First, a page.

Sharks have been active in the clear, jewel-like waters of Western Australia (WA) in recent years. In fact, there have been four shark attack fatalities in the past fourteen months. This highly unusual number spawned a recent review of the region’s shark mitigation strategies by regional officials. In the midst of the heated debate, some local politicians and residents started making suggestions for a shark cull.
Hearing this, Australian activist Ryan Kempster leapt into action. He launched a campaign to protect WA’s shark population and encourage the adoption of non-lethal control measures. Thanks to nearly 19,000 signatures on Ryan’s Care2 petition, the WA’s government took a stand against retaliatory fear this past week, investing $13.65 million into a shark response unit, further research, and swimmer education instead of destroying thousands of sharks.
“This is a fantastic outcome for public safety and shark conservation in WA,” exclaims Ryan. “The shark mitigation measures outlined by WA Fisheries Minister Moore set a benchmark for other Australian states and will place WA as a national leader in beach protection and shark conservation.”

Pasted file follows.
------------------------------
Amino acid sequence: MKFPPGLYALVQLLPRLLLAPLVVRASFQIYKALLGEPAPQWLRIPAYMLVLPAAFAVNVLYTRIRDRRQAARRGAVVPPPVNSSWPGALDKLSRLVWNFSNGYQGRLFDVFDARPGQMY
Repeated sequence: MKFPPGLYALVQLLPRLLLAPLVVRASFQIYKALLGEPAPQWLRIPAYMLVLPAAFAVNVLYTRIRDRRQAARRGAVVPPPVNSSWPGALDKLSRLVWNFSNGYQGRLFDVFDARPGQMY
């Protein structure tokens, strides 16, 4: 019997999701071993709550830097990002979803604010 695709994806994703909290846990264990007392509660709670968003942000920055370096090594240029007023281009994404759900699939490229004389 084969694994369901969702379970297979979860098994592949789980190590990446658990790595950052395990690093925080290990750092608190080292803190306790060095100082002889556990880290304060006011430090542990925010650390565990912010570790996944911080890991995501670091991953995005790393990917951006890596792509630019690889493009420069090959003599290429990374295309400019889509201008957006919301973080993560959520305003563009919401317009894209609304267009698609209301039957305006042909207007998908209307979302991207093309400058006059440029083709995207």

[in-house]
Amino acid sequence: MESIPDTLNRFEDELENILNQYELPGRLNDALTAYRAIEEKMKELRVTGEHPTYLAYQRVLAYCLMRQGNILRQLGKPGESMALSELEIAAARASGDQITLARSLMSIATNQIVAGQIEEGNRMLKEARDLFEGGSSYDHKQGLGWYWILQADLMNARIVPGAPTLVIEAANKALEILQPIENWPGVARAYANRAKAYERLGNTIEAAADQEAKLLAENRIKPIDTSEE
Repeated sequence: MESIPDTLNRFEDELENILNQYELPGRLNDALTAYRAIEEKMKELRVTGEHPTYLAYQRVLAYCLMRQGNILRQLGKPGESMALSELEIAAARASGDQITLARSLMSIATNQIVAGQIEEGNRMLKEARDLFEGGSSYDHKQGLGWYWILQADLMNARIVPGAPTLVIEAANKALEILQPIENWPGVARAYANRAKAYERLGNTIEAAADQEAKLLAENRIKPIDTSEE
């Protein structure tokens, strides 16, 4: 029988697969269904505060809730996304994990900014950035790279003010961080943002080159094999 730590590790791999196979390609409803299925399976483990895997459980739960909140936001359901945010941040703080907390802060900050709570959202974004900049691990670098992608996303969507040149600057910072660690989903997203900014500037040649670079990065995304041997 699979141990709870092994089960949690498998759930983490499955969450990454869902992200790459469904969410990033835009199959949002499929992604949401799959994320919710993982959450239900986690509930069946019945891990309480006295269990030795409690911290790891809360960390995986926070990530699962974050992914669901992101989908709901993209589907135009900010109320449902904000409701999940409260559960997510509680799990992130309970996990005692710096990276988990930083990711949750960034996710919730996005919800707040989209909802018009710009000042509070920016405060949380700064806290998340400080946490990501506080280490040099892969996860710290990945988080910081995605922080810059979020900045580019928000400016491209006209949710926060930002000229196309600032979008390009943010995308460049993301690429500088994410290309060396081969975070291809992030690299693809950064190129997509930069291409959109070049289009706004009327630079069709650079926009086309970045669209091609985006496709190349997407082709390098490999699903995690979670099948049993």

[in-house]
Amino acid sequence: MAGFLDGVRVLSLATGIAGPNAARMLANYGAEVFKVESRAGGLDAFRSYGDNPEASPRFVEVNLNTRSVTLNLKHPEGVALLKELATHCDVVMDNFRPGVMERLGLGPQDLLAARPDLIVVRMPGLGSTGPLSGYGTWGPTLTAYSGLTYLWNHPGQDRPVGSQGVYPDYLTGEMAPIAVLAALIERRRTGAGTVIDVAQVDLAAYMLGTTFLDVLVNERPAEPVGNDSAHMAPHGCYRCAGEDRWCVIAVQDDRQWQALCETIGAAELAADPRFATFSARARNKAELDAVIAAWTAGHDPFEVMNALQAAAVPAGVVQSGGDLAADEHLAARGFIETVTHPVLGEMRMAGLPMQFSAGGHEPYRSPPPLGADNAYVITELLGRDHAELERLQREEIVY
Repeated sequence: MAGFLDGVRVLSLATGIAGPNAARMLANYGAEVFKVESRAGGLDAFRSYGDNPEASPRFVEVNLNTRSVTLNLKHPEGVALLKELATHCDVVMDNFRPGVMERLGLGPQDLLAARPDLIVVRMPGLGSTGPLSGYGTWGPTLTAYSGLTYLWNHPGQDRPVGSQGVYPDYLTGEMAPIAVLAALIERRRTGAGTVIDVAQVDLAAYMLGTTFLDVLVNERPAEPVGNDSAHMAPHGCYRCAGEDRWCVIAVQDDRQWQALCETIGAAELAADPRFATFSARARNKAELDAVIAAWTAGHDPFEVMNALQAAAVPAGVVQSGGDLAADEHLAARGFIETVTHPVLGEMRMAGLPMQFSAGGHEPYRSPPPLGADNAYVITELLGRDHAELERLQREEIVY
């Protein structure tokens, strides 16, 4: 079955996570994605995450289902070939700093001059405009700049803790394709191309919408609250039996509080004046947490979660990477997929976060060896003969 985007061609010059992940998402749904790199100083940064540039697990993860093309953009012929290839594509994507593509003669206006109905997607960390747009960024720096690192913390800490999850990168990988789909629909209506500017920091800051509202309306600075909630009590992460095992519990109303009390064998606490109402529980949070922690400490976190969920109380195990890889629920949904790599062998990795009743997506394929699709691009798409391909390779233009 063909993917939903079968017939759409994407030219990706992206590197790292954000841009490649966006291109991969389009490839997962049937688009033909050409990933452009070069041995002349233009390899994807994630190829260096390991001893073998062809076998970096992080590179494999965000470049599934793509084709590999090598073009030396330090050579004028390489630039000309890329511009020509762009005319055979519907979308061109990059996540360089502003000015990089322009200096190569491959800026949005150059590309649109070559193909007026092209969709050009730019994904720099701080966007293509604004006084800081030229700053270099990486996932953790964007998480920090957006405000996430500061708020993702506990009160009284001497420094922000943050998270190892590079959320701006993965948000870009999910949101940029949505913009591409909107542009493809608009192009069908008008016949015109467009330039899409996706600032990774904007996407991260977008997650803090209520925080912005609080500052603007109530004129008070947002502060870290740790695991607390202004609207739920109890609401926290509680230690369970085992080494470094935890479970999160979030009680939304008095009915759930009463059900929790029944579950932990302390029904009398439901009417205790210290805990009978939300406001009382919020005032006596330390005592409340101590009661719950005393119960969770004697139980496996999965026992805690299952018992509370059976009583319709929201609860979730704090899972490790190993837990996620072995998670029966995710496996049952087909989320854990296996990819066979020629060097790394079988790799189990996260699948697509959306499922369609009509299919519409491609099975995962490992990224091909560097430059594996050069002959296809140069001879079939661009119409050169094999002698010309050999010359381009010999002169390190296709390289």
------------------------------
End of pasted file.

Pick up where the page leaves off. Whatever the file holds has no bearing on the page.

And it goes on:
Instead of a shark cull, the WA government will now employ such public safety measures such as increasing helicopter surveillance patrols, using shark repellant, extending blood and offal disposal bans near swimming beaches, and tagging sharks frequently sighted near popular swimming areas. There will also be additional research into shark behavior, and the Fisheries department will review local fisheries management strategies.
“On behalf of the 19,000 who signed the petition,” says Ryan, “I would like to extend our sincere thanks to Norman Moore and members of the WA cabinet for reaching such a landmark decision. This is a great day for WA sharks and shark conservation worldwide.”